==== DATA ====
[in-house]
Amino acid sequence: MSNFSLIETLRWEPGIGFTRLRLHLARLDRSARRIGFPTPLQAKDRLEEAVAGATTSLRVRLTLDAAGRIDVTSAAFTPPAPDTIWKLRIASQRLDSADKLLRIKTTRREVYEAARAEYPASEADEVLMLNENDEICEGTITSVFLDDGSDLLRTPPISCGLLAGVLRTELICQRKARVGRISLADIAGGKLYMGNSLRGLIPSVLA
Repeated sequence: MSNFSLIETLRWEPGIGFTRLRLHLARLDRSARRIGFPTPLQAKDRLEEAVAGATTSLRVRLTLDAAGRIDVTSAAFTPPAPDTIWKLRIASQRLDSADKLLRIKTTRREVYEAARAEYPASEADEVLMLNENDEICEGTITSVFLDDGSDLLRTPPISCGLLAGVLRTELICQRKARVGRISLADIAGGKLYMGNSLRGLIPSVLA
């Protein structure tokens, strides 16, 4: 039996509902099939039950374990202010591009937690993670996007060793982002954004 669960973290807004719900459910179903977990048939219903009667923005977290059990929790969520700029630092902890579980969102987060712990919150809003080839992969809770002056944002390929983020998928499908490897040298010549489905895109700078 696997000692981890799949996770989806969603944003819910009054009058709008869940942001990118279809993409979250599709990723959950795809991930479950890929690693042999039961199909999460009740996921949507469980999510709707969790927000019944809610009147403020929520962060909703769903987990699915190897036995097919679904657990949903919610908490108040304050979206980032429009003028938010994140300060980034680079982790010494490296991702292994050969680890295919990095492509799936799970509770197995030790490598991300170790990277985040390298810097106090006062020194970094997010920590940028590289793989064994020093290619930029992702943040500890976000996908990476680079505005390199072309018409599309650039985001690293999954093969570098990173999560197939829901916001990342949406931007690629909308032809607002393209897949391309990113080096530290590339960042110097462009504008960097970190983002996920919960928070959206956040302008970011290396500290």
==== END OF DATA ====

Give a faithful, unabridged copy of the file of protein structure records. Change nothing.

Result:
[in-house]
Amino acid sequence: MSNFSLIETLRWEPGIGFTRLRLHLARLDRSARRIGFPTPLQAKDRLEEAVAGATTSLRVRLTLDAAGRIDVTSAAFTPPAPDTIWKLRIASQRLDSADKLLRIKTTRREVYEAARAEYPASEADEVLMLNENDEICEGTITSVFLDDGSDLLRTPPISCGLLAGVLRTELICQRKARVGRISLADIAGGKLYMGNSLRGLIPSVLA
Repeated sequence: MSNFSLIETLRWEPGIGFTRLRLHLARLDRSARRIGFPTPLQAKDRLEEAVAGATTSLRVRLTLDAAGRIDVTSAAFTPPAPDTIWKLRIASQRLDSADKLLRIKTTRREVYEAARAEYPASEADEVLMLNENDEICEGTITSVFLDDGSDLLRTPPISCGLLAGVLRTELICQRKARVGRISLADIAGGKLYMGNSLRGLIPSVLA
């Protein structure tokens, strides 16, 4: 039996509902099939039950374990202010591009937690993670996007060793982002954004 669960973290807004719900459910179903977990048939219903009667923005977290059990929790969520700029630092902890579980969102987060712990919150809003080839992969809770002056944002390929983020998928499908490897040298010549489905895109700078 696997000692981890799949996770989806969603944003819910009054009058709008869940942001990118279809993409979250599709990723959950795809991930479950890929690693042999039961199909999460009740996921949507469980999510709707969790927000019944809610009147403020929520962060909703769903987990699915190897036995097919679904657990949903919610908490108040304050979206980032429009003028938010994140300060980034680079982790010494490296991702292994050969680890295919990095492509799936799970509770197995030790490598991300170790990277985040390298810097106090006062020194970094997010920590940028590289793989064994020093290619930029992702943040500890976000996908990476680079505005390199072309018409599309650039985001690293999954093969570098990173999560197939829901916001990342949406931007690629909308032809607002393209897949391309990113080096530290590339960042110097462009504008960097970190983002996920919960928070959206956040302008970011290396500290």